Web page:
2 x PCIe 3.0/2.0 x16 (max at x4 mode)
          2 x PCIe 3.0/2.0 x1

          The M.2 slots on the board are specifically tied to the X299 chipset:

          Intel® X299 Chipset :
          1 x M.2 x4 Socket 3, with M key, type 2242/2260/2280 storage devices support (SATA & PCIE 3.0 x 4 mode)
          1 x M.2 x4 Socket 3, with M key, type 2242/2260/2280/22110 storage devices support (PCIE 3.0 x 4 mode)*3
          7 x SATA 6Gb/s port(s)*4
          1 x U.2 port

          Look at any ATX X299 board and you’ll see similar wiring.

            • ddarko
            • 2 years ago

            To add to Jeff’s observation, the X299 platform is forcing mobo makers to share/disable PCIe lanes or run them through the PCH bottleneck even if you have a CPU that gives you 44 lanes from the CPU.

            The Asus Rampage VI Extreme, the top of the line model that retails for $650, has four PCIe graphics slots and supports three M.2 devices. Great, right? Well, hmm, the third M.2 slot comes off the PCH and shares its lanes with the U.2 port so using one disables the other. The other two M.2 ports have their PCIe lanes from the CPU but only the first one has dedicated lanes in all scenarios. The second M.2 slot shares its lanes with the fourth PCIe graphics slot so that slot drops down to x4 mode if the second M.2 slot is used.

            Builds where the third M.2 and U.2 slots are both occupied or the two CPU-connected M.2 slots and four graphics cards are installed are obviously going to be extremely rare but none of these limitations are present on the X399 platform. It’s not even an issue on Intel’s X99 platform. Intel has really done a disservice to users of their HEDT platform with the X299, which is basically a rebranded Z170/270/370 chipset that costs more.

            • blahsaysblah
            • 2 years ago

            Oh i see, Arc doesnt list PCI-e root configurations in the new website format, you’re saying the Skylake-X root hub on the CPU only has 4 controllers(so maximum of 4 distinct devices), so it cant do like: 8, 8, 4, 4, 4.

            I would have thought its like any old CPU from forever:
            16 – 3 controllers, so 16 or 8 + 8 or 8 + 4 + 4 (not changed forever)
            8 – 2 controllers, 8 or 4 + 4
            4 – 1 controller

            edit: sorry, i still dont see why the PCI-E bifurcation would be so exotic. The root port configuration above makes most sense.
            I guess there is a pin limit, maybe
            16 – 2 controllers, 16 or 8 + 8
            8 – 2 controllers, 8 or 4 + 4
            4 – 1 controller

            16 – 3 controller, 16 or 8 + 8 or 8 + 4 + 4
            8 – 1 controller
            4 – 1 controller

            No matter how you dice it, there that last 4 has to have its own controller, and no matter what you do, you will add a minimum of two 4s or no fours. Not only one more four lane port. So its either one four lane or at least three 4x off the CPU.

            • MOSFET
            • 2 years ago

            [url=http://b2b.gigabyte.com/Server-Motherboard/MW51-HP0-rev-10#ov<]The block diagram on Gigabyte's site[/url<] for the C422 board announced yesterday is a decent illustrator of the lane-sharing and lane/bandwidth distribution. I know it's a slightly different chipset-CPU combo, but still...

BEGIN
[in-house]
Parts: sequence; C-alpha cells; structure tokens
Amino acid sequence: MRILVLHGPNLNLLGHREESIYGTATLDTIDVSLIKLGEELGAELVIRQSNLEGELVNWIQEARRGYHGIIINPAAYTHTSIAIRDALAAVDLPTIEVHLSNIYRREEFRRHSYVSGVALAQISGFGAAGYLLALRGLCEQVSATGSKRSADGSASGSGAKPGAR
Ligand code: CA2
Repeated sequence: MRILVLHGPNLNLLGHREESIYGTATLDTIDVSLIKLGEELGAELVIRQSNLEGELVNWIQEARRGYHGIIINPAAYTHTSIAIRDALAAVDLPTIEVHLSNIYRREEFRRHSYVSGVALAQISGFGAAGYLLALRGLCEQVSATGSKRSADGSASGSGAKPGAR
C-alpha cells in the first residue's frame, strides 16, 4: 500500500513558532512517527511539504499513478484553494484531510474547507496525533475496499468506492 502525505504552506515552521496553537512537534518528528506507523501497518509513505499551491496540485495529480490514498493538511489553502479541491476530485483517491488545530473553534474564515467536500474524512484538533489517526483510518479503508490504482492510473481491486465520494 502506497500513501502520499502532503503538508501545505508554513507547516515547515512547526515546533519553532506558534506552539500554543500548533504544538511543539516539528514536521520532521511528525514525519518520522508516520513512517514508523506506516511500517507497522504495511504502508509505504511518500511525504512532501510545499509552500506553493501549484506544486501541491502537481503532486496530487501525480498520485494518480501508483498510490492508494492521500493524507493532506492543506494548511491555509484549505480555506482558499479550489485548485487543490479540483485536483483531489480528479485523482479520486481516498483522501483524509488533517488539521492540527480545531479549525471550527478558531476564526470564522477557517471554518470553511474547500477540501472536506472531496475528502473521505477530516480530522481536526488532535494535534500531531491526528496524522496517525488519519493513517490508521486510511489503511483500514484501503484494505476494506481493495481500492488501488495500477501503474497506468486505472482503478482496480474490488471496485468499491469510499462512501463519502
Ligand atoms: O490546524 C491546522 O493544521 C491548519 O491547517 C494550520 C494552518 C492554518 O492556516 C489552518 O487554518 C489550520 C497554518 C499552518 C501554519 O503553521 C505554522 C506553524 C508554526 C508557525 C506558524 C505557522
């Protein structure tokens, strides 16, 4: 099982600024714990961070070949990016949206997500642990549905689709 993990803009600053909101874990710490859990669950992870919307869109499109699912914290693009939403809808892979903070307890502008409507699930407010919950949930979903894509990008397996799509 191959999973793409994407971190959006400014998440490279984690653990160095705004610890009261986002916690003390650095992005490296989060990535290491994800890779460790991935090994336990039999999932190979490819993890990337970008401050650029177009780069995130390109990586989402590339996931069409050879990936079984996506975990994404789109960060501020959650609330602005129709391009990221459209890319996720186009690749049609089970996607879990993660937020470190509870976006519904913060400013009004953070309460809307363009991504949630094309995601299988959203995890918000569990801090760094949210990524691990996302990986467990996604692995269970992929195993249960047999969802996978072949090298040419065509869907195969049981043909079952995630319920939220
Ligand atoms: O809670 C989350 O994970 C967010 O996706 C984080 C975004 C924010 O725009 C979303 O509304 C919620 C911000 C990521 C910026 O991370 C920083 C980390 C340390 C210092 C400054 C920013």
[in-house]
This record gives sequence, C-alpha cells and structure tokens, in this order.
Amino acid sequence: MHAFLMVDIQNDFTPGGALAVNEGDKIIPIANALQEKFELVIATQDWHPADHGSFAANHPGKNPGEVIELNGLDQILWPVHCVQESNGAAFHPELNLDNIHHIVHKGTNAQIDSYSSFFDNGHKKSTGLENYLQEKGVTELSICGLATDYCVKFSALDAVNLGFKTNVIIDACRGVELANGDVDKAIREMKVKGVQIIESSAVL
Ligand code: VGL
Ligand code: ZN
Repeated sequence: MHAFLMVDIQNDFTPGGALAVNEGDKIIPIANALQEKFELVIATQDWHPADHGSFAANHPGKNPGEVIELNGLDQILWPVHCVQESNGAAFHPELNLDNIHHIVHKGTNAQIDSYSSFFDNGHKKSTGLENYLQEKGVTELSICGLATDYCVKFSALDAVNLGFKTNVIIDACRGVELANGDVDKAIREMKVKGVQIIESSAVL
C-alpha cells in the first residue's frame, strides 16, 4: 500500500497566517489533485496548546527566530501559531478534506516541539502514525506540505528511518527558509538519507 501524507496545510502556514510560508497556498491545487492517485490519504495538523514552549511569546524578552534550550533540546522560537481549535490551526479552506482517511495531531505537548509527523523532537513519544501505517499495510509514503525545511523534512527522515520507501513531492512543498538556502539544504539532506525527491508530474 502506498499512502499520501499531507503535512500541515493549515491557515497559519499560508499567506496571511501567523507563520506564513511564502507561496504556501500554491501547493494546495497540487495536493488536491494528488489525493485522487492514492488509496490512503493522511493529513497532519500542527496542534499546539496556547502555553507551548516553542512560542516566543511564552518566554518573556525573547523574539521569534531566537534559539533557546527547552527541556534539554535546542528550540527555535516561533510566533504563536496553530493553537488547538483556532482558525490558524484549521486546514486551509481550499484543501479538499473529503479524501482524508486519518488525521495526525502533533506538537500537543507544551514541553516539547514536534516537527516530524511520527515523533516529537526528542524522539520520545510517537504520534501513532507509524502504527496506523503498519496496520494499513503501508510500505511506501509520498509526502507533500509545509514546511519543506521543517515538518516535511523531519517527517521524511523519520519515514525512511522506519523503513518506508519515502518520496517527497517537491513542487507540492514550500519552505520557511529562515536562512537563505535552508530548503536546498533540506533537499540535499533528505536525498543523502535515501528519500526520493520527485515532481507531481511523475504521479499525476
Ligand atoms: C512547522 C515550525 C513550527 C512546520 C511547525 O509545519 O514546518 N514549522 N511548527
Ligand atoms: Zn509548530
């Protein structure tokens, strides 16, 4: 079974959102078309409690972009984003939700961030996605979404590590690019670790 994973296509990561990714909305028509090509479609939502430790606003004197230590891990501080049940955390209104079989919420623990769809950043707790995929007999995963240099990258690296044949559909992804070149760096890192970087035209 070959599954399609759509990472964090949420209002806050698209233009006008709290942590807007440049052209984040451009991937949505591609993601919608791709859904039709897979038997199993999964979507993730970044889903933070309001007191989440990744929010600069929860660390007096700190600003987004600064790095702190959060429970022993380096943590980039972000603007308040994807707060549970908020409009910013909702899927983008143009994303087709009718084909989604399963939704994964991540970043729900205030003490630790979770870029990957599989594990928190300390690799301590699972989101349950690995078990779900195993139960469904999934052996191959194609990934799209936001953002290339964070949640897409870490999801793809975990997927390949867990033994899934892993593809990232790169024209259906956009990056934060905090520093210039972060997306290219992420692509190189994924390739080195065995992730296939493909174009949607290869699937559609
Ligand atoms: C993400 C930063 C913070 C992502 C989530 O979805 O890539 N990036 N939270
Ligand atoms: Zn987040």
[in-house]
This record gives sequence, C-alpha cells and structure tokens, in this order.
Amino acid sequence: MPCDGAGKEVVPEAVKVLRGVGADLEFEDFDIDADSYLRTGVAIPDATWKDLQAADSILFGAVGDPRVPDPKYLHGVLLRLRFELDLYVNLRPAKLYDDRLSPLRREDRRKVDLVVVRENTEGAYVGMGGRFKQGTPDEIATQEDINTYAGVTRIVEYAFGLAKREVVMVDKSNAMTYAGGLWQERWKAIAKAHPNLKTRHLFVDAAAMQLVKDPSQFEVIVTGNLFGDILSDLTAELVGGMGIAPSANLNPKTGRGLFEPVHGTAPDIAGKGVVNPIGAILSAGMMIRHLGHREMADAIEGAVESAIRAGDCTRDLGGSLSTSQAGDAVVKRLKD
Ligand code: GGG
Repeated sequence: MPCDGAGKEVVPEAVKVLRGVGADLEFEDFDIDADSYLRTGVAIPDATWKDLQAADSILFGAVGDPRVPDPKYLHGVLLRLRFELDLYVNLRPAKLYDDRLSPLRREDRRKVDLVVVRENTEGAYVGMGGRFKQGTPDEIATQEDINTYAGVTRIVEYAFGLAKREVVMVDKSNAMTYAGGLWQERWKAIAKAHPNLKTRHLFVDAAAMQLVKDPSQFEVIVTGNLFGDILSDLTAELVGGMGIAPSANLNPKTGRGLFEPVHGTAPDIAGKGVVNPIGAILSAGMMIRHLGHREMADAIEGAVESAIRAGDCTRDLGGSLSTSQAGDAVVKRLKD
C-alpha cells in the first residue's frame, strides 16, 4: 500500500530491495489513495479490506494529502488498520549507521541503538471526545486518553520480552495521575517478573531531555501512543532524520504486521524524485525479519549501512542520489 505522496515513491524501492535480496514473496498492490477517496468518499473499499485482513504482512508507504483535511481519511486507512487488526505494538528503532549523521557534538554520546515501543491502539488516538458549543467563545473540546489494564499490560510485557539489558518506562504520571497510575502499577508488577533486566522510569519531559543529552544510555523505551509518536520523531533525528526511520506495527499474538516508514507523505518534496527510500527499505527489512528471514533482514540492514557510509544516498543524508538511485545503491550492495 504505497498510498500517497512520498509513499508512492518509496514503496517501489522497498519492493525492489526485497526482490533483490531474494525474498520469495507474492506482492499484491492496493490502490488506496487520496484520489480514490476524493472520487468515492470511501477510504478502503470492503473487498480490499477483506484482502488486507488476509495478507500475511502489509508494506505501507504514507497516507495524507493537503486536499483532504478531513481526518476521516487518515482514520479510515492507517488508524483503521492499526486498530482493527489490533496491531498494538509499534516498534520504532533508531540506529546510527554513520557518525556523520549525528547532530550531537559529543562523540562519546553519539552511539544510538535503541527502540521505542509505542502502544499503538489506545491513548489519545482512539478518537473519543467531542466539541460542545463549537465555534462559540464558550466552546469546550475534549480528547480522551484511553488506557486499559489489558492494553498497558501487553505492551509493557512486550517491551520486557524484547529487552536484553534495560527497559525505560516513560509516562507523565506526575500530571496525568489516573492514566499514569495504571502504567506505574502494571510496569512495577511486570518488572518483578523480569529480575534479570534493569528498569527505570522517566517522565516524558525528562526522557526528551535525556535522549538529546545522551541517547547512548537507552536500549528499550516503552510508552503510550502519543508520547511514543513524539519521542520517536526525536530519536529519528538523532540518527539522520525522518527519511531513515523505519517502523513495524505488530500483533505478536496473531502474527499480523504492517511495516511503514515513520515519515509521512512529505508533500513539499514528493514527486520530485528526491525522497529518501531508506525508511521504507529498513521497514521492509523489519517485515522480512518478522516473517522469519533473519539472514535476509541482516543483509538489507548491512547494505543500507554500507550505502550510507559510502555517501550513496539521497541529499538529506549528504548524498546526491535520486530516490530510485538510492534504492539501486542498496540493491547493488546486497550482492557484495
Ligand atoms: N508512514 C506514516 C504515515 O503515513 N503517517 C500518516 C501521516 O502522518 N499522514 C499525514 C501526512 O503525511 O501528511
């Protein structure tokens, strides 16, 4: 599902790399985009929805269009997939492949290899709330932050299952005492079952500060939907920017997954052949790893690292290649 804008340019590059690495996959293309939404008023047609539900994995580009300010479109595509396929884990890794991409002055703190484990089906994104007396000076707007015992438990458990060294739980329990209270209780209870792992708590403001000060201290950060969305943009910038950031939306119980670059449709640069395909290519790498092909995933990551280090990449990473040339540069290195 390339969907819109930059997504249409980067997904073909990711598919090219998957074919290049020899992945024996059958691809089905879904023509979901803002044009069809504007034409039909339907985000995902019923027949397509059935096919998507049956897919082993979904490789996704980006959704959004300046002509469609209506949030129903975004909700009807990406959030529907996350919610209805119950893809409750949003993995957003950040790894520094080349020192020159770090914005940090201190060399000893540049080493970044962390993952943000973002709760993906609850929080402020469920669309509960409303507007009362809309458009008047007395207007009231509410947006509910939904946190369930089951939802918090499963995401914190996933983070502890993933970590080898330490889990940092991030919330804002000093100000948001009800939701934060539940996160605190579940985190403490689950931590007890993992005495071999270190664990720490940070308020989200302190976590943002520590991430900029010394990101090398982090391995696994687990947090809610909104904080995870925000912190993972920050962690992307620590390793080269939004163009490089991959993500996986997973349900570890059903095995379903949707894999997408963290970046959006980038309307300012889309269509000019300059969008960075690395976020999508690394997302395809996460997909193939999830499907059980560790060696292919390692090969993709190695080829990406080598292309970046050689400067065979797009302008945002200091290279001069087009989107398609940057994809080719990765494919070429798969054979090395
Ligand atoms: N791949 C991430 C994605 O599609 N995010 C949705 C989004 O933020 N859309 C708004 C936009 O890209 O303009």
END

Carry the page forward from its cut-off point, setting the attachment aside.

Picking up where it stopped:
• blahsaysblah
            • 2 years ago

            Not really, its showing what giga-byte did for that board, which includes an add-on multi-plexor chip. Been trying to google the Intel datasheet for the PCI-e layout in Skylake-X but no such luck. AMDs Zen was easier

            edit: found it [url=https://www.intel.com/content/dam/www/public/us/en/documents/datasheets/6th-gen-x-series-datasheet-vol-1.pdf<]Intel Core™ X-Series Processor[/url<] Families

            • blahsaysblah
            • 2 years ago

            And according to that, they can support many more devices than i thought.

            • derFunkenstein
            • 2 years ago

            that’s really sucky for such a dearly expensive platform. You’re making the DMI 3.0 interface a bottleneck anytime you want to get data to main memory. Isn’t that just equivalent to four lanes of PCIe 3.0?

        • psuedonymous
        • 2 years ago

        I hadn’t looked at the ATX boards (too big), but they do appear to either not connect the m.2 slots to the CPU at all, or connect only two to the CPU. It’s a shame that the physically larger boards have less functionality.

    • Goty
    • 2 years ago

    I wish this part and the X399 platform had been available back in March when I built my current system. I don’t have any workstreams that would benefit from the massive number of threads of the 1920X and 1950X, but X399 is certainly appealing. I might have gone with a X399/1900X setup given the opportunity.

    • spiketheaardvark
    • 2 years ago

    These will provide an interesting test case comparing the increased latency cache and heterogeneous memory but with greater memory speed compared to the 1800x.

    • jts888
    • 2 years ago

    What happened to the rumored non-X 1920?

    $250 between the 1900X and 1920X seems like a big enough hole to drop a slightly lower clocked 12c chip, which would be more tempting in the $650 neighborhood than any of the other released models.

      • the
      • 2 years ago

      I would fathom that OEMs get the lower clocked 12 core chip first to help fill out their product line up. As disappointing as it is, end consumers are not AMD’s biggest customers but the big OEMs are. 🙁

      • jarder
      • 2 years ago

      Toms had a article on the non-x models a few weeks ago:
      [url<]http://www.tomshardware.com/news/amd-threadripper-1920-1950-1900,35165.html[/url<] It seems that they are in the pipeline, but with no official release date yet. As a patient tightwad who wants to run a lot of VM's on the cheap, I'm holding out for these.

        • jts888
        • 2 years ago